Over on Facebook, a friend of mine shared a post (from a friend of hers) about National Standards in the NZ primary education sector. If you’re on FB I recommend reading it; it certainly gave me a bit of food for thought. In his post the author, Jamie Strange, identifies what he sees as problems with the National Standards as they currently exist.
His first, that they “[narrow] the curriculum… [placing] extra emphasis on literacy and numeracy, to the detriment of other subjects”, is something that I’ve commented on previously in the context of teaching & learning in science. Back then I said that
the introduction of National Standards appears to have focused attention elsewhere, away from the delivery of science. (I know that it should be possible to address the Standards within the context of science – or pretty much any other subject – but the risk is that this won’t be recognised by many teachers without opportunities for further training.)
It would be nice to think that things have moved on in 5 years, but Jamie’s post suggests otherwise :(
Later on he states that “National Standards limits [sic] creativity in the classroom”, in terms of restricting teachers in the methods they use to help learners gain mastery. At a time when there is increasing use of innovative teaching techniques in tertiary classrooms, it would be a pity if we really are losing that at the other end of students’ learning experiences. There’s a fascinating interview with educator Sir Ken Robinson in which he discusses why creativity is something that we really, really need to foster.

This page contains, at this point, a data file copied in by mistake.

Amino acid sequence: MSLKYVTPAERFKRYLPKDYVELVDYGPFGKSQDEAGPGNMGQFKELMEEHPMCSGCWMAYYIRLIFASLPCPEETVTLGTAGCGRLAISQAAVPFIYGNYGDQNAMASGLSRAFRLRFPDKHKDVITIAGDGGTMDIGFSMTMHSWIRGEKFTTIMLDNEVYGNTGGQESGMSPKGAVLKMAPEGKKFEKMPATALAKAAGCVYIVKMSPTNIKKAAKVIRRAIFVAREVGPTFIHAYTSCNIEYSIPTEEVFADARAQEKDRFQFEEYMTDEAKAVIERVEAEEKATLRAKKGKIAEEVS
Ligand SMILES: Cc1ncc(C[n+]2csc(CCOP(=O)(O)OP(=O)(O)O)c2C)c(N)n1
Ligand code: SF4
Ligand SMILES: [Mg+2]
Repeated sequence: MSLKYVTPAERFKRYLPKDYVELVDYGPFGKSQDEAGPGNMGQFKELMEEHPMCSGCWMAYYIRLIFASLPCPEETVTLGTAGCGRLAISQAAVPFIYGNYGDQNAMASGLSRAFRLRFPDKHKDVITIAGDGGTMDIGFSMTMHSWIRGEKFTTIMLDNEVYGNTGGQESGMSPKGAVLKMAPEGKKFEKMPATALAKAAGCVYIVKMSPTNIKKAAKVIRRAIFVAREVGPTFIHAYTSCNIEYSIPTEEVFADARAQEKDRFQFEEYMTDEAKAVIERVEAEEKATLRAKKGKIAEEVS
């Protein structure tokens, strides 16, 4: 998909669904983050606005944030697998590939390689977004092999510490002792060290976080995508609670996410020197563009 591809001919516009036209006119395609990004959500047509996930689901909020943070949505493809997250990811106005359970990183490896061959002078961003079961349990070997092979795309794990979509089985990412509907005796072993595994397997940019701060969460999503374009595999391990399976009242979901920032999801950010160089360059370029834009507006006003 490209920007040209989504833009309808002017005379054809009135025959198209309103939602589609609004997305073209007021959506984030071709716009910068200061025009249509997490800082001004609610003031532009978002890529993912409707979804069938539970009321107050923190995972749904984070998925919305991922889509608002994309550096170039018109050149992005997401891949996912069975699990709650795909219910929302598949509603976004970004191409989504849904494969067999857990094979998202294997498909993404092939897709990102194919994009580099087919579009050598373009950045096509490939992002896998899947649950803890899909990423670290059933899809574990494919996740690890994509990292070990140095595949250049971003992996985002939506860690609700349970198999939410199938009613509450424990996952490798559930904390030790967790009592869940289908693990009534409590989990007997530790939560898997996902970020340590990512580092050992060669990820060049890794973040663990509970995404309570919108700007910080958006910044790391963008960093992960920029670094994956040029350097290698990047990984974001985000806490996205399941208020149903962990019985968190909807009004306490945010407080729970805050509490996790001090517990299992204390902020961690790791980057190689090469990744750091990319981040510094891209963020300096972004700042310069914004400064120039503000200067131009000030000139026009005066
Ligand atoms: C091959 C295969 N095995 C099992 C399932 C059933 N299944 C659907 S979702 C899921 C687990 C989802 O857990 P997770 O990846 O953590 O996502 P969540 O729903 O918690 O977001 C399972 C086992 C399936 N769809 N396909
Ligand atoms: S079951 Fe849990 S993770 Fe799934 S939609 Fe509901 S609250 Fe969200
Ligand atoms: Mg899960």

And he quotes the Labour Party’s education spokesman, Chris Hipkins:
A conformist model of education that says every student has to achieve an arbitrary set of ‘standards’ at a set time in their life, will rob us. Greatness doesn’t always follow a conventional path. Students certainly need to know how to read and write, but they also need good levels of communication, self-management, perseverance, curiosity, and social skills. What can easily be measured must not become the sole measure of success.
This is expanding on something that Hipkins said in 2014:
To thrive in the 21st century, today’s students will need to leave school with a set of skills and knowledge that are quite different to what our education system has been focused on in the past. Far from ‘standardisation’ we need to focus on fostering:
Creativity and innovation: New Zealand is a land of boundless potential, to realise that we will need to think outside the square, try new things, and take a few risks.
Adaptability and flexibility: Look at how much the world has changed in the past 15 years. We can’t even imagine how it will change over the next 15 years and yet that’s the world those starting their educational journey today will step into. Equipping them with the skills they will need to adapt to whatever life throws at them is one of the most significant gifts we can give them.
Collaboration and cooperation: When they step out of the education system and into the workforce, today’s students will be expected to work in teams, to problem solve, to self-motivate, and to manage their own time. Our education system needs to embrace those characteristics.
And he’s right. And his words apply to the tertiary sector as well. While ‘subject knowledge’ will remain an important attribute for uni graduates too, what one might call competencies & capabilities are just as important. These are attributes that we should foster in everyone, no matter where they’re at in their journey through our education system.